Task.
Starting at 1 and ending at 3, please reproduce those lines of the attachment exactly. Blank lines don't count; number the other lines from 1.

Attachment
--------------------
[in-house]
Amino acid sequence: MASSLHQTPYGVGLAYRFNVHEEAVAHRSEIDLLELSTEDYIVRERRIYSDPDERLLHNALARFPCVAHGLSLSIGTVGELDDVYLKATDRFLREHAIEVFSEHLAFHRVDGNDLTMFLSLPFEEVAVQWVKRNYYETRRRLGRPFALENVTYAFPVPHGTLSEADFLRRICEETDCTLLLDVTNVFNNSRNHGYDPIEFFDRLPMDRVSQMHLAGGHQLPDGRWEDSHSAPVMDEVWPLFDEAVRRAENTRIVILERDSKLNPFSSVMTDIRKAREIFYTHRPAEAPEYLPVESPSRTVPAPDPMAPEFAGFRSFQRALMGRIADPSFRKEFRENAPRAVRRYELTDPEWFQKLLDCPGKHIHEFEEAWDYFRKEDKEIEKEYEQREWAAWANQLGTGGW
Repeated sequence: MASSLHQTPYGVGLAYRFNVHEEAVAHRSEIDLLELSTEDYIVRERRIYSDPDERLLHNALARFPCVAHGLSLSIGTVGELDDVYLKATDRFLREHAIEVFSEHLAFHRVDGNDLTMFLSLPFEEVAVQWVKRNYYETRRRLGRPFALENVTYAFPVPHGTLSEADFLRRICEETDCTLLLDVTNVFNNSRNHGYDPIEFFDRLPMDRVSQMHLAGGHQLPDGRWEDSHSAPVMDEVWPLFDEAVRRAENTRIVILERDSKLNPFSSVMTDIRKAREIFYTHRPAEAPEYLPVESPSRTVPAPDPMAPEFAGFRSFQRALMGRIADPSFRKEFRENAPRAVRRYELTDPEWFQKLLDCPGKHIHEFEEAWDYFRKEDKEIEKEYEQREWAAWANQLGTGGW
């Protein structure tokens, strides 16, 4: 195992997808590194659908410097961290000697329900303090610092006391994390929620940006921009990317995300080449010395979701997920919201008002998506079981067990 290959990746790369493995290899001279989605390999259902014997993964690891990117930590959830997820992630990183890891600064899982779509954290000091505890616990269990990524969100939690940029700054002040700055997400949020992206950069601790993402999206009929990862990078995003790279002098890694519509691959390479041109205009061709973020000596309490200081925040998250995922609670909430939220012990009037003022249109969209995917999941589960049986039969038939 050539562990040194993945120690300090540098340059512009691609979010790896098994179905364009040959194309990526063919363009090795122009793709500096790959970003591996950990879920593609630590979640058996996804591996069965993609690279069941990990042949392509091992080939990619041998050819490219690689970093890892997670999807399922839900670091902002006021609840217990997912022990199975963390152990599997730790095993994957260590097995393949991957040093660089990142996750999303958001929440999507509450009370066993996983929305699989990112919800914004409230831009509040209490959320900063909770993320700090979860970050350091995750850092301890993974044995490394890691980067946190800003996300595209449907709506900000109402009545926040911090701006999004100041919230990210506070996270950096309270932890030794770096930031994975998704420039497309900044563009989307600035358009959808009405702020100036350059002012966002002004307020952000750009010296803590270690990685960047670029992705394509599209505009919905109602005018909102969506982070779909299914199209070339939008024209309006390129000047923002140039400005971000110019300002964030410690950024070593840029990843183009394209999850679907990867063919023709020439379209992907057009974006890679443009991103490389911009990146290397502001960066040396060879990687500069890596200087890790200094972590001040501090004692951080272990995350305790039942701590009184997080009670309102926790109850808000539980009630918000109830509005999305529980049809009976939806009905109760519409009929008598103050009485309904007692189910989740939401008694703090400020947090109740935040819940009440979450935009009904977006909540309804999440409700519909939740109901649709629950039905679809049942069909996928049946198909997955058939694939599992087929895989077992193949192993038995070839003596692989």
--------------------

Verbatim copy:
[in-house]
Amino acid sequence: MASSLHQTPYGVGLAYRFNVHEEAVAHRSEIDLLELSTEDYIVRERRIYSDPDERLLHNALARFPCVAHGLSLSIGTVGELDDVYLKATDRFLREHAIEVFSEHLAFHRVDGNDLTMFLSLPFEEVAVQWVKRNYYETRRRLGRPFALENVTYAFPVPHGTLSEADFLRRICEETDCTLLLDVTNVFNNSRNHGYDPIEFFDRLPMDRVSQMHLAGGHQLPDGRWEDSHSAPVMDEVWPLFDEAVRRAENTRIVILERDSKLNPFSSVMTDIRKAREIFYTHRPAEAPEYLPVESPSRTVPAPDPMAPEFAGFRSFQRALMGRIADPSFRKEFRENAPRAVRRYELTDPEWFQKLLDCPGKHIHEFEEAWDYFRKEDKEIEKEYEQREWAAWANQLGTGGW
Repeated sequence: MASSLHQTPYGVGLAYRFNVHEEAVAHRSEIDLLELSTEDYIVRERRIYSDPDERLLHNALARFPCVAHGLSLSIGTVGELDDVYLKATDRFLREHAIEVFSEHLAFHRVDGNDLTMFLSLPFEEVAVQWVKRNYYETRRRLGRPFALENVTYAFPVPHGTLSEADFLRRICEETDCTLLLDVTNVFNNSRNHGYDPIEFFDRLPMDRVSQMHLAGGHQLPDGRWEDSHSAPVMDEVWPLFDEAVRRAENTRIVILERDSKLNPFSSVMTDIRKAREIFYTHRPAEAPEYLPVESPSRTVPAPDPMAPEFAGFRSFQRALMGRIADPSFRKEFRENAPRAVRRYELTDPEWFQKLLDCPGKHIHEFEEAWDYFRKEDKEIEKEYEQREWAAWANQLGTGGW